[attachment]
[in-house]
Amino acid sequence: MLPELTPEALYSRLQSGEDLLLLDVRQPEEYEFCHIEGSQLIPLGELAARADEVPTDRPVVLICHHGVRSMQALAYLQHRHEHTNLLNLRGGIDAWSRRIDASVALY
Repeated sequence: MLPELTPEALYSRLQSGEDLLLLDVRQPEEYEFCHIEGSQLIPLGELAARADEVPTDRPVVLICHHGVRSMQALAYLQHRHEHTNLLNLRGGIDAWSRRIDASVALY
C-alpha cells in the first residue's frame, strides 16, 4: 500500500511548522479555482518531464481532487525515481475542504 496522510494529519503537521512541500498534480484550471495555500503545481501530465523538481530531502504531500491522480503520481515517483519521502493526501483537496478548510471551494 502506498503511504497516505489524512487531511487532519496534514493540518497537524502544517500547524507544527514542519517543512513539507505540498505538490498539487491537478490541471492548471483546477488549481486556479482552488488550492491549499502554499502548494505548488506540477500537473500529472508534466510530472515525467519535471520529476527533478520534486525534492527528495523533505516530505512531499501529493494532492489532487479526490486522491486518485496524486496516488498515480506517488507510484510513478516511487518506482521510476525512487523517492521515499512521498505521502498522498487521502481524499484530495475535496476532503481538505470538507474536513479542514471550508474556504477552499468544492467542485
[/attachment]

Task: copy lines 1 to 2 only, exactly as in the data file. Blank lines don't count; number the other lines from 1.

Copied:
[in-house]
Amino acid sequence: MLPELTPEALYSRLQSGEDLLLLDVRQPEEYEFCHIEGSQLIPLGELAARADEVPTDRPVVLICHHGVRSMQALAYLQHRHEHTNLLNLRGGIDAWSRRIDASVALY